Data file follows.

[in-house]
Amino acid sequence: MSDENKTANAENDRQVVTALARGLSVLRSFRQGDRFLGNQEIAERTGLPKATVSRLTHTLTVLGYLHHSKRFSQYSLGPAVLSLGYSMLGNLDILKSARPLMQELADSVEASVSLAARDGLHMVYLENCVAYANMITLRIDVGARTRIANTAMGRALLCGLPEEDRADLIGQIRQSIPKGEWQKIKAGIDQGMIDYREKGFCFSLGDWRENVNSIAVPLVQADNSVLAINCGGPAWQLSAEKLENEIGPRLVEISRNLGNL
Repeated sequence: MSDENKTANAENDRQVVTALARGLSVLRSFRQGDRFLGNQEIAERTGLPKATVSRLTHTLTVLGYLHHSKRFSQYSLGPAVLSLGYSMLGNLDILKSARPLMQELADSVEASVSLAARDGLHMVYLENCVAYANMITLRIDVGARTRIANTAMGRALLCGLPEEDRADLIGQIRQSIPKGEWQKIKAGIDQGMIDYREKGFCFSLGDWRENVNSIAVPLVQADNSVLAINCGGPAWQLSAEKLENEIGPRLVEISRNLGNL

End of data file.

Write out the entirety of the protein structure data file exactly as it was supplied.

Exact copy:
[in-house]
Amino acid sequence: MSDENKTANAENDRQVVTALARGLSVLRSFRQGDRFLGNQEIAERTGLPKATVSRLTHTLTVLGYLHHSKRFSQYSLGPAVLSLGYSMLGNLDILKSARPLMQELADSVEASVSLAARDGLHMVYLENCVAYANMITLRIDVGARTRIANTAMGRALLCGLPEEDRADLIGQIRQSIPKGEWQKIKAGIDQGMIDYREKGFCFSLGDWRENVNSIAVPLVQADNSVLAINCGGPAWQLSAEKLENEIGPRLVEISRNLGNL
Repeated sequence: MSDENKTANAENDRQVVTALARGLSVLRSFRQGDRFLGNQEIAERTGLPKATVSRLTHTLTVLGYLHHSKRFSQYSLGPAVLSLGYSMLGNLDILKSARPLMQELADSVEASVSLAARDGLHMVYLENCVAYANMITLRIDVGARTRIANTAMGRALLCGLPEEDRADLIGQIRQSIPKGEWQKIKAGIDQGMIDYREKGFCFSLGDWRENVNSIAVPLVQADNSVLAINCGGPAWQLSAEKLENEIGPRLVEISRNLGNL